There were dignitaries from foreign institutions, including International Olympic Committee (IOC) President Thomas Bach, representatives from the United Nations, and the International Atomic Energy Agency. In total, an estimated 700 international guests were present at the Nippon Budokan. Emissaries of foreign embassies also paid respects on behalf of their countries.
Finally, it was time for representatives of Japan and its institutions. Current and former members of the government were among them, including former Prime Minister Yoshihide Suga and his wife, former Prime Minister Yoshiro Mori, who was later Tokyo Olympics 2020 Committee head, and former Prime Minister Junichiro Koizumi, in whose 3rd Cabinet Abe served as Chief Cabinet Secretary.
Abe was a particularly vocal advocate for resolving the problems of North Korea's abduction of Japanese nationals. He played a key role in gaining the return of five abductees at a 2002 summit meeting in Pyongyang during the Junichiro Koizumi administration. Representatives of the families of abductees who have yet to come home were there to pay their respects on Tuesday, September 27, including Sakie Yokota, whose daughter was abducted by North Korean agents when she was only 13 years old.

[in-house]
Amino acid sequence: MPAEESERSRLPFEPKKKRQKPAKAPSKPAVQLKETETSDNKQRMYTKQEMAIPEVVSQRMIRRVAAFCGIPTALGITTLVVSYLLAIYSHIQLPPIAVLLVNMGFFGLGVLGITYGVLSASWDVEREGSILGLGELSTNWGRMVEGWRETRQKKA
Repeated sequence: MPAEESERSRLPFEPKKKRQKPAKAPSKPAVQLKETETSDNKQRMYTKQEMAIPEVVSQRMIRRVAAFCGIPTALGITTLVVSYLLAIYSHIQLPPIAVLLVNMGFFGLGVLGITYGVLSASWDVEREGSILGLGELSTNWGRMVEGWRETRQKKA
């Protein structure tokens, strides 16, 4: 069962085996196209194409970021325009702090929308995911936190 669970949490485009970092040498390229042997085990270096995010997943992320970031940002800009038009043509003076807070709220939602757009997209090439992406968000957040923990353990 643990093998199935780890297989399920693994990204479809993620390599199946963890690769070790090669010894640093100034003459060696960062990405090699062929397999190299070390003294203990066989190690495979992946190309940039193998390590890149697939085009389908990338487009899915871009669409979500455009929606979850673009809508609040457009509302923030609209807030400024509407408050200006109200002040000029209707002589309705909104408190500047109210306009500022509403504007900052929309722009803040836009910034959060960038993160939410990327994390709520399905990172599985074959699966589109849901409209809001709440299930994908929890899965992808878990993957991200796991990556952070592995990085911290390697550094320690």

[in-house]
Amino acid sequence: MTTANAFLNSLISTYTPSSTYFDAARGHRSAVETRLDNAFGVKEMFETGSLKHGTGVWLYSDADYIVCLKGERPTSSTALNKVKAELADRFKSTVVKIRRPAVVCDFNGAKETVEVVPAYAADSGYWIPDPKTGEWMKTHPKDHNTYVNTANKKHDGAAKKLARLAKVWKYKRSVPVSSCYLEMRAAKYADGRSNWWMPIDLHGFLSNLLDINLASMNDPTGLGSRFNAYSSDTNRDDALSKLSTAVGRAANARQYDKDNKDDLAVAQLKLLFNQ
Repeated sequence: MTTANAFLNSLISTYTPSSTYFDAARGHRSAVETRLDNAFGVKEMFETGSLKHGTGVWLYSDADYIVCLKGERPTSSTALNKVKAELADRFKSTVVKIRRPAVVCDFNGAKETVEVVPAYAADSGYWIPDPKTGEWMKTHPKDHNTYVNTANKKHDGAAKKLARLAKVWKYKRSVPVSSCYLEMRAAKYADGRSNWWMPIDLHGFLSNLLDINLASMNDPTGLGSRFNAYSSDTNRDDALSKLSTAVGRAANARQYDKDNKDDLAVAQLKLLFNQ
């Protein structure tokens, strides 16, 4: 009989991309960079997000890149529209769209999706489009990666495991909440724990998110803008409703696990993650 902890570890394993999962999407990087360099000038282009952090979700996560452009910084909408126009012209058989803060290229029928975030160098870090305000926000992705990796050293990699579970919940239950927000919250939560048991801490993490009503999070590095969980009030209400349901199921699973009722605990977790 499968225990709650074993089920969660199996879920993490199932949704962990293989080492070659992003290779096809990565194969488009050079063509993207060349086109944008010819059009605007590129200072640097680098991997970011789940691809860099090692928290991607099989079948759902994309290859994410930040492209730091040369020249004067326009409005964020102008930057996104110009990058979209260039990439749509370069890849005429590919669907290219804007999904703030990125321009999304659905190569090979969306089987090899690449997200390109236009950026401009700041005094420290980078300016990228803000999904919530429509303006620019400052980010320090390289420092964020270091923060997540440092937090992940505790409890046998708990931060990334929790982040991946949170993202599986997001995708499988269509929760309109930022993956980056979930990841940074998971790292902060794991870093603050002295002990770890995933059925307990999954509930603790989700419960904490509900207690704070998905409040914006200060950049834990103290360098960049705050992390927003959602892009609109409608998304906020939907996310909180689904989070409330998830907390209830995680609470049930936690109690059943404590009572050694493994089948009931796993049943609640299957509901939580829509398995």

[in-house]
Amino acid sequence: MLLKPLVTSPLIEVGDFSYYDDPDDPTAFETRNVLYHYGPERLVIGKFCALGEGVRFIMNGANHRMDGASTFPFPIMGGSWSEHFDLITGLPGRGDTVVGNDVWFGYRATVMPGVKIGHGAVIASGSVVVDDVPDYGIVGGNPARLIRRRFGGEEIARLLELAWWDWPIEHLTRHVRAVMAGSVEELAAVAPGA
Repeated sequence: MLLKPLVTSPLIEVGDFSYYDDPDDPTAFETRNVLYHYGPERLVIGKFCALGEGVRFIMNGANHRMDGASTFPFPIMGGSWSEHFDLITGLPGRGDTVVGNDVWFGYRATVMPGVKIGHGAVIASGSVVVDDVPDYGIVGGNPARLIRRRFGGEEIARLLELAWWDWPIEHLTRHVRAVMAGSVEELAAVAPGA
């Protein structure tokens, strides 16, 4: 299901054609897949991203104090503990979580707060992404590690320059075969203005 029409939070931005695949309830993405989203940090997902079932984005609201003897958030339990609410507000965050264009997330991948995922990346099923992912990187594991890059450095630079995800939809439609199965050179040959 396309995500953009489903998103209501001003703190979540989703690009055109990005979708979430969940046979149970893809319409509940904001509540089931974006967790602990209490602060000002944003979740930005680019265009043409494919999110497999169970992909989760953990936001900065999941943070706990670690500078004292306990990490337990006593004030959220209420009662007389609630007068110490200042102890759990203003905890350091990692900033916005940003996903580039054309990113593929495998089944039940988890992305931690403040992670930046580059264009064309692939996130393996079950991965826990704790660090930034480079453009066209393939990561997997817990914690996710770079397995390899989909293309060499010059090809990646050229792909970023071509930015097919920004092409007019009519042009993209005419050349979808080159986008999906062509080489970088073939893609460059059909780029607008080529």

Approximately 1,390 members of the Japanese Self Defense Forces attended the funeral, a large number of whom played in the orchestra during the ceremony.
Online, Offline, Thousands Flood the Streets of Tokyo
The tight security didn’t stop thousands of people braving the streets, despite the fact it was a regular workday Tuesday morning rather than a national holiday.